Some of the "urgent" human questions I get asked,

"How long will this take?"

"When will my horse be ready?"

"Why do I have to do revisit the basics if I've done more in the past ?" seem to based on an ideology that the horse is there to serve the human. This perspective has no consideration of what the horse is mentally and emotionally experiencing during the human interaction. It creates a disconnect irrelevant of how many hundreds of thousands of dollars of training is put into the horse.

There is a very clear "fork in the road" between those who choose to acknowledge and consider the horse and want to learn with him and build a partnership together, versus those that demand that he complies within the specific or designated time frame that they see fit, irrelevant of the horse's feedback and communication. And in the latter often when the horse doesn't comply, he is either discarded, or assaulted with severe "training" practices, a flurry of drugs, and harsh equipment to "make" him comply.

All of the dangerous and unwanted behaviors that I see in so many human-experienced horses, reflect what they have learned from being around the human.

The unwanted equine behaviors reflect the human's unwillingness to consider, address, value, and prioritize supporting the horse.

The horse being "randomly resistant" one day is not a fluke. The well trained horse who suddenly quits moving forward. The horse trying to "wreck" the trail ride because they have been jigging for five miles. The horse who is "great" in the show arena but stands tied to the trailer "obnoxiously" pawing and screaming nonstop for hours. The "annoying to catch" but "fine" when you ride horse.

The next time you feel frustrated with your horse as to why he isn't complying "now," stop and assess yourself; consider how much responsibility do you take in your own education in understanding equine behavior? Doesn't matter what "other" stuff you want to do, if you don't have a fundamental understanding how the horse' mind and emotions affect his physical behaviors- it is like worrying about a car's paint job, while not dealing with its siezed up engine.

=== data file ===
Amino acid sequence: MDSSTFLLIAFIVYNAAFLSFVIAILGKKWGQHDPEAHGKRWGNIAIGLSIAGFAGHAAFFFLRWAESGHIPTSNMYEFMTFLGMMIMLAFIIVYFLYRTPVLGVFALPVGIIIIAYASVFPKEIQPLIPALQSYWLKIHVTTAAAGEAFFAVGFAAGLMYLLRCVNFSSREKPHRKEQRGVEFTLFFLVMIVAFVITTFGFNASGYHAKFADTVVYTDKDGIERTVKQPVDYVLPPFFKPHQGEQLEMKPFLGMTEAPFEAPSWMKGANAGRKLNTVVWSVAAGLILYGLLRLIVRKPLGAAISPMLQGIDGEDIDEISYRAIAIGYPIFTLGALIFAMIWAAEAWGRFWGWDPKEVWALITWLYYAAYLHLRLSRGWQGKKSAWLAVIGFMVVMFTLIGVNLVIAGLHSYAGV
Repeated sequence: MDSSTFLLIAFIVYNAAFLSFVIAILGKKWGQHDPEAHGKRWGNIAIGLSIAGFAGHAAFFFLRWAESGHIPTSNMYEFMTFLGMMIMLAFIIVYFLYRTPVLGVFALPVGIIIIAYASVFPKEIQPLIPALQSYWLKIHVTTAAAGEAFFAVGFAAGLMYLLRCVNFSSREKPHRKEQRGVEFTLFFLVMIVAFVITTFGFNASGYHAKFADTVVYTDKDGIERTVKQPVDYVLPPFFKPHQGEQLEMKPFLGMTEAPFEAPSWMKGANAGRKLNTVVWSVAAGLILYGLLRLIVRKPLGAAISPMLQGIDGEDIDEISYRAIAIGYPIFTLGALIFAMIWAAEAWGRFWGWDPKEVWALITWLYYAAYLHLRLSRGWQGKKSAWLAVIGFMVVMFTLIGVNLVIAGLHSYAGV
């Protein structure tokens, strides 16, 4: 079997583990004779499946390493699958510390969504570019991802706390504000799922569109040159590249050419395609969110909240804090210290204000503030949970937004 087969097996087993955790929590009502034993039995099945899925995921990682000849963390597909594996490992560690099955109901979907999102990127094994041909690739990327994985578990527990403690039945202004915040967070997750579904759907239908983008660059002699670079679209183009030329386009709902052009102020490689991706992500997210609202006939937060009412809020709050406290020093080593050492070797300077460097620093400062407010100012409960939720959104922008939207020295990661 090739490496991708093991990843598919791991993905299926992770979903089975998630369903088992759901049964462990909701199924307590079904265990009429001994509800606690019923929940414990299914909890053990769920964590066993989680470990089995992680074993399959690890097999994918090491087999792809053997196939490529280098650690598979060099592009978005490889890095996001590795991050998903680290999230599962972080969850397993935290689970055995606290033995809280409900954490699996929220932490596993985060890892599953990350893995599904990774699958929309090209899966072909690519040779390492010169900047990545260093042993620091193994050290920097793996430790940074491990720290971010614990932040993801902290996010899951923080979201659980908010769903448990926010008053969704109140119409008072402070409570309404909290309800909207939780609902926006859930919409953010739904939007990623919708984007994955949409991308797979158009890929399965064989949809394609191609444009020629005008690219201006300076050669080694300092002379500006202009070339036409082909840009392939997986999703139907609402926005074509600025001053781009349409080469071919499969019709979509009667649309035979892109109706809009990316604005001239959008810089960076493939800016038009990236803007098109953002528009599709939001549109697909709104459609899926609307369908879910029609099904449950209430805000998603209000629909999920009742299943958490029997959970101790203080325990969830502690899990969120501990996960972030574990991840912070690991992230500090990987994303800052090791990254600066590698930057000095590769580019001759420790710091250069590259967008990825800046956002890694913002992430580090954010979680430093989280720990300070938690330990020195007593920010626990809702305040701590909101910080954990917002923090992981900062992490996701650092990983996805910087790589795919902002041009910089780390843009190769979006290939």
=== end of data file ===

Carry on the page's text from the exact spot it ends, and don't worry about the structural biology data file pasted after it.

Ask yourself how many times have you ignored all of the subtle ways in which your horse was communicating that he was having a problem and you either reprimanded him, judged him, critiqued him, made up a human story as to "why" he was acting that way, or tried to contain him without ever searching for and addressing the route cause(s)?

If that is the path you chose, you cannot be upset when the unwanted behavior evolves into dangerous or disruptive behavior that don't comply with your "timeframe."

Every interaction with the horse humans have a choice; to either hurry up and make "it" happen versus addressing the horse in a way to that has value to him, building his trust, try, willingness, and retaining his curiosity. Then go enjoy the trail ride, competition, etc. with your mentally available, adaptable, and reasonable behaviors.